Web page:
With gallium scintigraphy, uptake was observed bilaterally at the back of the lower lobe, suggesting active pneumonia. Histology obtained by transbronchial lung biopsy from segment 8a of the right lobe showed marked thickening of the alveolar septum with marked infiltration of plasma cells and lymphocytes (fig 1B).

Immunostaining with IgG4 was performed using the immunoperoxidase method (mouse antihuman IgG4; ICN Biomedicals, Inc, Ohio, Canada). Infiltration of IgG4 positive plasma cells was detected in the alveolar septum (fig 1C).

Macrophages in the alveoli are considered to be due to smoking which often coexists with interstitial pneumonia in smokers.2

Because interstitial pneumonia associated with autoimmune pancreatitis was strongly suggested, prednisolone (40 mg/day) was administered for two weeks and then the dose was tapered. Chest CT taken two weeks after treatment showed that the ground glass attenuation in the middle and lower lobe had disappeared whereas the honeycombing remained (fig 1D).

Abdominal ultrasonography performed two weeks after treatment showed a marked decrease in the swelling the pancreas.

In the present case, infiltration of IgG4 positive plasma cells in the interstitium strongly suggests that the interstitial lung disease was associated with autoimmune pancreatitis. Interstitial pneumonia associated with Sjogren’s syndrome is unlikely in this case although there was decreased lacrimal secretion. Sicca syndrome observed in autoimmune pancreatitis is distinctive from classical Sjogren’s syndrome in that it is negative for anti-SS-A or anti-SS-B antibodies, serum IgG4 is elevated, and infiltration of IgG4 positive plasma cells in the salivary glands is observed.3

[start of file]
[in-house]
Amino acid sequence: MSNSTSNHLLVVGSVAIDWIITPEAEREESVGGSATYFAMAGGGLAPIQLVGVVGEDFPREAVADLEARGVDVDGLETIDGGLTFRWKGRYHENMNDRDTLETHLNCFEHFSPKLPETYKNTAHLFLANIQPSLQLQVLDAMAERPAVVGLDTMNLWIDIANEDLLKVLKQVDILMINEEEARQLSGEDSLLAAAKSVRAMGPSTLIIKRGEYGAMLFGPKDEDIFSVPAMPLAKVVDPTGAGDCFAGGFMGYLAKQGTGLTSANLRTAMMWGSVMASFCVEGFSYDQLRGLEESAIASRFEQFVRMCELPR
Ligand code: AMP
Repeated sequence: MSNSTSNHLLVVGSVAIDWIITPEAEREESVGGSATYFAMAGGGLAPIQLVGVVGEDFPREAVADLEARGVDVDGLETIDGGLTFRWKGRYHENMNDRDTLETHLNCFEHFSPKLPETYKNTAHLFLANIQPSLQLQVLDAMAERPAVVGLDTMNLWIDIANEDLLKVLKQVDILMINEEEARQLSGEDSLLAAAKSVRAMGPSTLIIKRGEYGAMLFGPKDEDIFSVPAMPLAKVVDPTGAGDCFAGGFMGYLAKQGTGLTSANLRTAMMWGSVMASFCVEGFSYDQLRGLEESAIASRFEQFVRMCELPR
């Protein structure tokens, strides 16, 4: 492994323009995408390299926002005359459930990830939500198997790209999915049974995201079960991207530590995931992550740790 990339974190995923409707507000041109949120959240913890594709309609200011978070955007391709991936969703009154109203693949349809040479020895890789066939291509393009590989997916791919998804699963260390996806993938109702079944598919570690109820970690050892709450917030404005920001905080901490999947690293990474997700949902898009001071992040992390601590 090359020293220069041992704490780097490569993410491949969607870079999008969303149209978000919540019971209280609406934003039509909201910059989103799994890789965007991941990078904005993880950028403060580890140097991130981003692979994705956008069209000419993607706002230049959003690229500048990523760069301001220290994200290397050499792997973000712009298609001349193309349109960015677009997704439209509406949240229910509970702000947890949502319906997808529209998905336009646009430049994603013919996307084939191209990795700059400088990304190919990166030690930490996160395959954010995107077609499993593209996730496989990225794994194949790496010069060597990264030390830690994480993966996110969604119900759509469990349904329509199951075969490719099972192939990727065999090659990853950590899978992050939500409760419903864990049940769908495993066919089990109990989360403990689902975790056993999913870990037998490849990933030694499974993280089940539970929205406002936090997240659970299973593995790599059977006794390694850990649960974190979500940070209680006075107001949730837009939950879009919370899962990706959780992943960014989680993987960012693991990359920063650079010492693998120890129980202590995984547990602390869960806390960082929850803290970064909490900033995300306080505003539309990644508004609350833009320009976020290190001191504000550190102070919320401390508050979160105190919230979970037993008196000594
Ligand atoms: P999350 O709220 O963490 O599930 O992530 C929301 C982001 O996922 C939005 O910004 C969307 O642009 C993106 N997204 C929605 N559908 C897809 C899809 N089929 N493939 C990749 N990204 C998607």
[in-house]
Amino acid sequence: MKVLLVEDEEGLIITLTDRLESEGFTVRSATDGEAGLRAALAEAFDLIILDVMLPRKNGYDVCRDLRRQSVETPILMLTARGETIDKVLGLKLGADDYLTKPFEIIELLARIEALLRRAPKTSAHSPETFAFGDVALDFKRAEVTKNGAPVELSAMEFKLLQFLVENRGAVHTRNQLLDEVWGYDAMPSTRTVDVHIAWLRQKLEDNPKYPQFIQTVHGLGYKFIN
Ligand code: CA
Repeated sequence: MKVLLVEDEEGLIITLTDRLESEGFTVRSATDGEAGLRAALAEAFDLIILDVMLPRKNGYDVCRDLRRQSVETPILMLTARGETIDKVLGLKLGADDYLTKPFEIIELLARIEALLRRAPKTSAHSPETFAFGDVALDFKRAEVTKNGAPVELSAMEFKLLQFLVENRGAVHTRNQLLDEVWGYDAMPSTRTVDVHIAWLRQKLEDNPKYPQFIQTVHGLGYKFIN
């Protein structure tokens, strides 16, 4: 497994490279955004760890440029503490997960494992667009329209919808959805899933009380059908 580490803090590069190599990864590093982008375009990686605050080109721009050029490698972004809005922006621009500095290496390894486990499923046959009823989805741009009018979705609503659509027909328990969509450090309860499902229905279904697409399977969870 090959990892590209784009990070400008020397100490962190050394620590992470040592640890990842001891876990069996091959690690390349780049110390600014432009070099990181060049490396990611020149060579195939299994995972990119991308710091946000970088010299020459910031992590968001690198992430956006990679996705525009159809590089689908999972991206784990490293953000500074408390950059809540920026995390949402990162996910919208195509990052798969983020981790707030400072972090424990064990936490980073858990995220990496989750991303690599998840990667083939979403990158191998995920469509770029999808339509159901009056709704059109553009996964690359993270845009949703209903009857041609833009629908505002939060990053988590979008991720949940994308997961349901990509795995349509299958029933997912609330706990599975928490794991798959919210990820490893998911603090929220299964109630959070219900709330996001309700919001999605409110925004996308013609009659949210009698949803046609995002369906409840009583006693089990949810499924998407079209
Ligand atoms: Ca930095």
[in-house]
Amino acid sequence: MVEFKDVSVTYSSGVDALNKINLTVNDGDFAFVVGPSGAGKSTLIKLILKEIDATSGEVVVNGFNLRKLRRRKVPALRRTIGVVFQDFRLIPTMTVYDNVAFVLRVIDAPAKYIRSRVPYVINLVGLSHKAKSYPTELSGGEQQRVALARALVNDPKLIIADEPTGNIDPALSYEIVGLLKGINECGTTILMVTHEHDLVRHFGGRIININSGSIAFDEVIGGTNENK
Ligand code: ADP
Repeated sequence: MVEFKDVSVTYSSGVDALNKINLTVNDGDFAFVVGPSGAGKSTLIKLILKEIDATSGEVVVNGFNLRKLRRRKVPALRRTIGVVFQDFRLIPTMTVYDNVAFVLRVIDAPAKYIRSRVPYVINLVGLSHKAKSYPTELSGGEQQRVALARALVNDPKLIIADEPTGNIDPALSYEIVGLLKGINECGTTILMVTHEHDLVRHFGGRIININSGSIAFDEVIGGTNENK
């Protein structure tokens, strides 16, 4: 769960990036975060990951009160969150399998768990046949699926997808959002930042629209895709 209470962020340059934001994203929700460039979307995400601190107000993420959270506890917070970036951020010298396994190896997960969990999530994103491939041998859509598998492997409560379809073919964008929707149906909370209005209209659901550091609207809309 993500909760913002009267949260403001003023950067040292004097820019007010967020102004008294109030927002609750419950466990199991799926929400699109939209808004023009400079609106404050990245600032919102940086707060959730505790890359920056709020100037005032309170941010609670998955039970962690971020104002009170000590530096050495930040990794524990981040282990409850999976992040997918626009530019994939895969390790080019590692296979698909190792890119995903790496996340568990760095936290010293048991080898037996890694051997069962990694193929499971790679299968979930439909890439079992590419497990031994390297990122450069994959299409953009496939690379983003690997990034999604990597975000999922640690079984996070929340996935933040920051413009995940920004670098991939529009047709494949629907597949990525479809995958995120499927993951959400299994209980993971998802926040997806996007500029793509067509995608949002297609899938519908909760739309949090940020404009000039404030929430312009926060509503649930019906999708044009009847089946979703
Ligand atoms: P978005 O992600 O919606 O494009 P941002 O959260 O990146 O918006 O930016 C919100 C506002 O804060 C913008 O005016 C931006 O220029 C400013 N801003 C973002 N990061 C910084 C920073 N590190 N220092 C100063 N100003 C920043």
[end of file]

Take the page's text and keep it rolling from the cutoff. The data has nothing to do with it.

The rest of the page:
Autoimmune pancreatitis, in some cases, may be part of a systemic disease associated with IgG4.

References

Author’s reply

We thank Dr Taniguchi et al for the interesting presentation of interstitial pneumonia associated with autoimmune pancreatitis (AIP).

We have experienced 24 cases of AIP but no cases showed interstitial pneumonia clinically. Recently, we immunohistochemically examined the organs of eight patients with AIP using anti-IgG4 antibody. IgG4 positive plasmacytic infiltration was detected in the portal area of the liver, gastric mucosa, colonic mucosa, and bone marrow as well as in the pancreas, peripancreatic tissue, extrahepatic bile duct, gall bladder, salivary gland, and lymph nodes of patients with AIP. However, few IgG4 positive plasma cells were observed in identical control specimens. From these findings, we proposed a new clinicopathological entity of IgG4 related autoimmune disease, and stressed that AIP is not simply pancreatitis but a pancreatic lesion involved in this systemic autoimmune disease.1,2 As IgG4 positive plasmacytic infiltration was observed in the transbronchially biopsied pulmonary specimens of the patient with AIP (unpublished data), it is likely that interstitial pneumonia occurs in association with AIP.